When it comes to look and natural phenomenon and trying to understand it, there’re always two ways of going at it. You can either start form the basic principles and work you way up to the context of the phenomenon being studied, or you can start with phenomenon, measure it in multiple ways and try to make sense of it by looking for some patterns.
The first way is of course known as the Theoretical approach and the second as the Empirical approach. Both approaches have their own benefits and limitations. And real life, most models of natural phenomenon are made using a combine of the two approaches.
So let’s take the example which I’m working with, on estimating the loss of sound pressure level(SPL) because of a certain resonator placed in the path between a source and a receiver of sound. Sound simple enough.
The theoretical approach requires one to make a model of how the resonator interacts with the environment around it, and integrate that into the model of outdoor noise propagation. Both the model of the resonator and the propagation model are based on mathematical theories and can be worked out from the basics. For examples, the propagation model is based on the solution of the wave equation in a unbounded medium.
The theoretical approach is great as it ensures it is based on laws and concepts which have been verified. Hence a verified theoretical model can then be used to estimate real life scenarios with significant confidence. Furthermore, a theoretical model can also be extended and used in other environment by substituting the appropriate parameters or sub-models (for example in our case the same model can be used to estimate the effect of a pipe instead of a resonator).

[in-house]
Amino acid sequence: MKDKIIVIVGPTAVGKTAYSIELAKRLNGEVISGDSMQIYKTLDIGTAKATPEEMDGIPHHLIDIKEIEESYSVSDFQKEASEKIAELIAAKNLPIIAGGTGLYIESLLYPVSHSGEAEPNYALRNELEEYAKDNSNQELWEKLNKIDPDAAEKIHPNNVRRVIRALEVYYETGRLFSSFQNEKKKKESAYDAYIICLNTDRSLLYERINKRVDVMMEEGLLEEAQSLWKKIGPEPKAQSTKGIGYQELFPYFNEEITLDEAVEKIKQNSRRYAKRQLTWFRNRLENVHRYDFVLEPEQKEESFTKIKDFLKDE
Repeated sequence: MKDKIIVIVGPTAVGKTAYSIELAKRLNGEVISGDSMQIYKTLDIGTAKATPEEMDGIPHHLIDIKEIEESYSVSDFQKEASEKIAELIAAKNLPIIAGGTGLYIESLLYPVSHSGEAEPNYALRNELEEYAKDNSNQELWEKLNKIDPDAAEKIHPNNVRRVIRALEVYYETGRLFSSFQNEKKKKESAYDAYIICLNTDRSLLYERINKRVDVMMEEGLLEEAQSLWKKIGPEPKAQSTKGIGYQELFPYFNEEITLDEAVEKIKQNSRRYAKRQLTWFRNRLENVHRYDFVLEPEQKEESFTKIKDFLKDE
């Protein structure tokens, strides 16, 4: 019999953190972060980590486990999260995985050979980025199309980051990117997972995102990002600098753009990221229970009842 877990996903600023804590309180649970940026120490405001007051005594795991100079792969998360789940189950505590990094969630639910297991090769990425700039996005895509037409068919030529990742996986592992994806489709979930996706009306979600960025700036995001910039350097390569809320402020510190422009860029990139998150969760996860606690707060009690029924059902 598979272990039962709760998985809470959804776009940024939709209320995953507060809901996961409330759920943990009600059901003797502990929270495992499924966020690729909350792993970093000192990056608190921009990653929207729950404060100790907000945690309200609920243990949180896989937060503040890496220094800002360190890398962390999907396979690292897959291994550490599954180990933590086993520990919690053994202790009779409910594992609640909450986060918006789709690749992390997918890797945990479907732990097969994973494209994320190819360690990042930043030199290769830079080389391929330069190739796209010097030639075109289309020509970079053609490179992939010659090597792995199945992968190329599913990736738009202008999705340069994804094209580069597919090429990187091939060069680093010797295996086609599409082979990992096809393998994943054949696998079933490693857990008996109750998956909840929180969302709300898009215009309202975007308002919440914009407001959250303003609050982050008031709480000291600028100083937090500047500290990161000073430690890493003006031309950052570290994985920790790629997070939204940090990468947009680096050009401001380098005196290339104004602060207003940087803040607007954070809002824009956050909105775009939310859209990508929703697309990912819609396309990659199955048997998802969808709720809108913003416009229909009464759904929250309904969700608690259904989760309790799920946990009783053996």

The limitation theoretical lie in the complexity of the underlying mechanism of the phenomenon. If those underlying mechanism are not properly understood, and or incorrectly estimated, the theory will not hold up and the model will not be robust enough. The challenge in many research fields is to actually know if the underlying mechanism of the phenomenon is completely understood and modeled appropriately or not. In a situation where it’s hard to understand or know such details, a empirical approach can help.
The empirical approach on the other hand, involves creating the setup of the source, resonator and receiver in a controlled environment and measuring the loss of SPL at various positions. The data recovered from these set of experiments would allow us to see the patterns and estimate some kind of equations or relations between the various parameters.
The benefit of such an approach is that it doesn’t require much detailed look into the actual physics or mathematics of the involved phenomenon. Which does mean that quite a few ‘hard to calculate’ phenomenon can be modeled this way. It is also beneficial in the cases where complicated phenomenon have to be simplified to be used in other models. For example, in the model of the resonator, viscous losses of the air flowing in the resonator have to be modeled. Instead of using a complete theoretical fluid dynamics model to estimate the viscous losses, an empirical model can be calculated from the measurements leading to a much simpler and faster estimation of the losses.
Therein lies the limitation of this method. Empirical models are very hard to extend beyond the measured setup. Simplification and approximations tend to fail when the context of the phenomenon is changed. For examples, the empirical model for viscous losses will have to change when used to model the resonator in an environment with a different air temperature. Of course, the natural progression in that case is to take a bunch of measurements at various temperatures and find a trend and work that into the empirical mode. But that road just leads to more and more complicated models, and finally something that’s even more unwieldy than the theoretical model.
So finally, a good model sticks with the theory where ever it needs to but uses empirical data when it can simplify the life of the user. :)